With and Without Fathers
In the second year of Ellen's illness, I found myself following the ambulance transporting her up a road that curved its way around the side of a mountain. At the top was a sprawling brick building where Ellen had been involuntarily committed for the next sixty days. It was late afternoon, and the sun reflected off the windows of the hospital in sparks of light that made me squint. The paved road gave way to gravel that crunched under my tires like breaking glass as we drew near the entrance.
The ambulance and my car pulled to a stop in unison, and I began the process of admitting Ellen. Unlike the first, or second, or third and fourth times she'd needed hospitalization, I was making the trip alone, since it required nearly a full day off work. At the time, my job was more expendable than my husband's.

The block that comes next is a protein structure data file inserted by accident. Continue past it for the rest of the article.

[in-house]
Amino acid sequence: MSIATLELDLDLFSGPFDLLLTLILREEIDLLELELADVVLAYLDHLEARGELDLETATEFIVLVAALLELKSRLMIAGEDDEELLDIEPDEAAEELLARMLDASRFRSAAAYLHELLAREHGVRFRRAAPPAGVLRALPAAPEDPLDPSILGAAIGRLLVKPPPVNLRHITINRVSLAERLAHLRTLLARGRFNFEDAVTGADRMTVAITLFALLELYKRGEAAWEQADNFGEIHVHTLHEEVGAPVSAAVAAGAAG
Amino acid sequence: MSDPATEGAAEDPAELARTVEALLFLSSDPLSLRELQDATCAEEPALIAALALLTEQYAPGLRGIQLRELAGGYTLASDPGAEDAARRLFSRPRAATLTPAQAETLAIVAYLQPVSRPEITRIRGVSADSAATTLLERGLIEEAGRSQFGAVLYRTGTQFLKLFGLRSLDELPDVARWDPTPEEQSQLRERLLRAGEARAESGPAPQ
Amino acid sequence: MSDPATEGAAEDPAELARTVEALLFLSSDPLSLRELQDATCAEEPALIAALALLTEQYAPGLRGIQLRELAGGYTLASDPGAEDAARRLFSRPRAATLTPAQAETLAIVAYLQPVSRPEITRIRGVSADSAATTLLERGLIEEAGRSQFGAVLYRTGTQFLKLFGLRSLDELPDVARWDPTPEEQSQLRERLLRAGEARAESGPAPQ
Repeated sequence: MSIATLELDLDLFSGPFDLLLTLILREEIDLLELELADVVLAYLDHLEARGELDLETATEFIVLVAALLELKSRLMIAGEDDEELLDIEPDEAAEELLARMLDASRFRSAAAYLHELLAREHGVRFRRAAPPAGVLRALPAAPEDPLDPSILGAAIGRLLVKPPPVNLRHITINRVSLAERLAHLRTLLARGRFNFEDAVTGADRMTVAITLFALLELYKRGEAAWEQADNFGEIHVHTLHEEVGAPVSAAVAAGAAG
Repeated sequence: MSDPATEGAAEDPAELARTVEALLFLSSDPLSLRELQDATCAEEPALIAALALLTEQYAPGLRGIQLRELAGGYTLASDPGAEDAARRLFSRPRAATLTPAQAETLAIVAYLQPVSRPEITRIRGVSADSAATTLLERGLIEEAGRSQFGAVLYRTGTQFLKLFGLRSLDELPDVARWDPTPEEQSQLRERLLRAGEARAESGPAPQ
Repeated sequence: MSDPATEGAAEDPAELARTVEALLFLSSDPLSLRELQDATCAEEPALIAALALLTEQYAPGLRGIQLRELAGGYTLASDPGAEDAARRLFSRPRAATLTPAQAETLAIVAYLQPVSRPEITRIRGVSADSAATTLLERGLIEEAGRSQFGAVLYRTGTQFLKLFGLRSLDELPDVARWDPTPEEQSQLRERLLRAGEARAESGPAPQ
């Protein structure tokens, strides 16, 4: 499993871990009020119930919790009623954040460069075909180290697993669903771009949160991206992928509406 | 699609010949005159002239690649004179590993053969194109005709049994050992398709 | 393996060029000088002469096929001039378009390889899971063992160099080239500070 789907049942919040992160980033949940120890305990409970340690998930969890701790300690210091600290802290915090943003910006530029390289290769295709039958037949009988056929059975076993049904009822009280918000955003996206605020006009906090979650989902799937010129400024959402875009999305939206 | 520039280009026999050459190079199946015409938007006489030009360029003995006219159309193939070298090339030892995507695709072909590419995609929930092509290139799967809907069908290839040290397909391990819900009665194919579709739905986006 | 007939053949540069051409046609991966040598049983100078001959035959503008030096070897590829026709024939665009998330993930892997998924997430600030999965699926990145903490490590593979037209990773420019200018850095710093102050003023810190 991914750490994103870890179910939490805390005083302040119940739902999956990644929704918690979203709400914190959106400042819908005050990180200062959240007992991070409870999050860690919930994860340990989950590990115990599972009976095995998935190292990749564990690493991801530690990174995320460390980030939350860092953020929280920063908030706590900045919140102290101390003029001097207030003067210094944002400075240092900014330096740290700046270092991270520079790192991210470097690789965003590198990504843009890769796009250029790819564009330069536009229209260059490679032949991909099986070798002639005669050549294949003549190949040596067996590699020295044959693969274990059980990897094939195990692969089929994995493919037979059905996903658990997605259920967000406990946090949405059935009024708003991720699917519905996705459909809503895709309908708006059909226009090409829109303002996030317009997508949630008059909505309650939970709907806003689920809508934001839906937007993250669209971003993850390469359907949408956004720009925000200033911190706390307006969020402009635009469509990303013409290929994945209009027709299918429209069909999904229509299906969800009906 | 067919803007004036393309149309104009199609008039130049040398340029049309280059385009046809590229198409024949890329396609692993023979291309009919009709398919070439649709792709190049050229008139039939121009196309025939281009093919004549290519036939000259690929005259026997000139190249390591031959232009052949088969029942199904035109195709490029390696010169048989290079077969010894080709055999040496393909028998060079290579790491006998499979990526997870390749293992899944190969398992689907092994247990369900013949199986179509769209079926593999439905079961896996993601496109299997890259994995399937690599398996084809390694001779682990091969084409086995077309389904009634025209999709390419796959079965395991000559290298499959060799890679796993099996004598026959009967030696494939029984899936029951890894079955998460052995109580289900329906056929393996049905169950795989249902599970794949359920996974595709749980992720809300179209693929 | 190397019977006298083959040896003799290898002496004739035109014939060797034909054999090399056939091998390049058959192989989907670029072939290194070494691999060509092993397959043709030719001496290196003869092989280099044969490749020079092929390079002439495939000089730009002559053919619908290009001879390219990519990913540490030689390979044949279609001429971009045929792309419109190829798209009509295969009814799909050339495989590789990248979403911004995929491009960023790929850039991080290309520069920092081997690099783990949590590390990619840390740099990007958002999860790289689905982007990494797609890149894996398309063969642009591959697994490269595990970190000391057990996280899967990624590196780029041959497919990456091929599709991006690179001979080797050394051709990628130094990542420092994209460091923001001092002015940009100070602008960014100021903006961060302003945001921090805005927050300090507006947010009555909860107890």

"Hi, Mrs. Dellasega." A social worker greeted me with a big smile, then turned, still beaming, to Ellen. "Hello, Ellen." I supposed she was trying to be kind, but the continuing grin seemed out of place.
After all the forms were completed and Ellen was admitted, I made the two-hour drive home alone. My husband and I alternated visits after that, trying to make sure she saw one of us every week.
We're lucky—we have each other. Although he and I cope with Ellen's illness in entirely different ways (he works harder to make